Oregon, Washington Ocean Salmon Seasons Adopted
THE FOLLOWING IS A PRESS RELEASE FROM THE PACIFIC FISHERY MANAGEMENT COUNCIL
The Pacific Fishery Management Council has adopted ocean salmon season recommendations for 2021. The seasons provide recreational and commercial opportunities for most of the Pacific coast and achieve conservation goals for the numerous salmon stocks on the West Coast.
The recommendations will be forwarded to the National Marine Fisheries Service (NMFS) for approval by May 16, 2021.
“There will be some restrictive commercial and recreational seasons this year along much of the coast,” said Council Chair Marc Gorelnik. “Forecasts for some Chinook and coho stocks are quite low, which made our job more challenging this year.”
The Council heard reports from commercial, recreational, and tribal representatives on the challenges caused by the COVID-19 pandemic, as well as ways the Council could provide meaningful fishing opportunities and economic support for coastal communities.
Washington and Northern Oregon (north of Cape Falcon)
Fisheries north of Cape Falcon (in northern Oregon) are limited by the need to constrain catch of lower Columbia River natural tule Chinook and specific Washington coast coho salmon stocks. Three Washington coho stocks are either overfished (Queets River, Strait of Juan de Fuca) or are rebuilding (Snohomish), which was a concern when structuring fishing seasons.
North of Cape Falcon, the overall non-Indian total allowable catch is 58,000 Chinook coastwide (compared to 54,000 last year) and 75,000 marked hatchery coho (compared to 28,500 last year).
Tribal ocean fisheries north of Cape Falcon
Tribal ocean fisheries north of Cape Falcon are similar in structure to past years, with a spring season targeting Chinook and a summer fishery for all species. Quotas include 40,000 Chinook and 26,500 coho (compared to 35,000 Chinook and 16,500 coho last year).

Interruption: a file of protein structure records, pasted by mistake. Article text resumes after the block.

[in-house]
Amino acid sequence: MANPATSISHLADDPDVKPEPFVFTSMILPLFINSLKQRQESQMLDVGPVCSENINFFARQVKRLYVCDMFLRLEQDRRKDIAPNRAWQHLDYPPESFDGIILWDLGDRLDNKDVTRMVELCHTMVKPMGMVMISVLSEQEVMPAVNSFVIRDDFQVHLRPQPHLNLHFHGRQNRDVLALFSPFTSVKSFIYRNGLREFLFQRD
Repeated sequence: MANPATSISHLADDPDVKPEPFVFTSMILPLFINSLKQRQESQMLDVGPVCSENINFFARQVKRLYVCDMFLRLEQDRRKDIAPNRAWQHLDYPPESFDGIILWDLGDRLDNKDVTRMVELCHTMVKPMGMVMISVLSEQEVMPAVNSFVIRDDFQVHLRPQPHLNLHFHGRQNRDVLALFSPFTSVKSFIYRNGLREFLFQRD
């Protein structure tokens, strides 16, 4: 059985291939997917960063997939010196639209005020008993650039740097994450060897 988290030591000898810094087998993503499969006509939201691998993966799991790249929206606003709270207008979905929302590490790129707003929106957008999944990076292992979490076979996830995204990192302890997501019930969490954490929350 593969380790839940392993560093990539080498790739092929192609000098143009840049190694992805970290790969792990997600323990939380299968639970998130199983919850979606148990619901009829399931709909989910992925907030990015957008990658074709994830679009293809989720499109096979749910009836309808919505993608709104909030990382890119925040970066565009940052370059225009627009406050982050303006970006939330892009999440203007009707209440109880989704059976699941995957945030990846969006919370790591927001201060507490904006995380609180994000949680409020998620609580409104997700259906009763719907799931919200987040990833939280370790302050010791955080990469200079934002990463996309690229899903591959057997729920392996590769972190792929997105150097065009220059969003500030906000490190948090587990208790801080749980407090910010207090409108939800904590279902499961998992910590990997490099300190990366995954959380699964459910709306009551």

Non-Indian ocean commercial fisheries north of Cape Falcon include traditional seasons in the spring (May-June) for Chinook and in the summer (July-September) for Chinook and coho. These fisheries will have a 30,750 Chinook quota (compared to 27,640 last year), and a marked coho quota of 5,000 (compared to 2,000 last year).
The recreational fishery north of Cape Falcon opens with an all-salmon-except-coho fishery on June 19, then transitions to an all-species fishery in late June or early July, depending on the subarea. Days open per week, size, and bag limits also vary among subareas. The fishery will continue until September 15, or whenever Chinook or coho quotas are reached. Recreational fisheries in this area will have access to a 27,250 Chinook quota (compared to 26,360 last year), and a marked coho quota of 70,000 (compared to 26,500 last year).
Oregon (south of Cape Falcon) and California
Fisheries south of Cape Falcon are limited mainly by the low abundance forecast for Klamath River fall Chinook. Klamath River. This year’s management measures are designed to provide fishing opportunity for the more abundant Sacramento River fall Chinook while reducing impacts on Klamath River fall Chinook.
Commercial fisheries in the area from Cape Falcon to the Heceta Bank line are open now through April 30 for all salmon except coho. Starting May 1, Cape Falcon to Humbug Mt. will open through June with intermittent closures, and will be open continuously in September and October with weekly limits. The area will be open for all salmon (with a 10,000 marked coho quota) intermittently during July and August.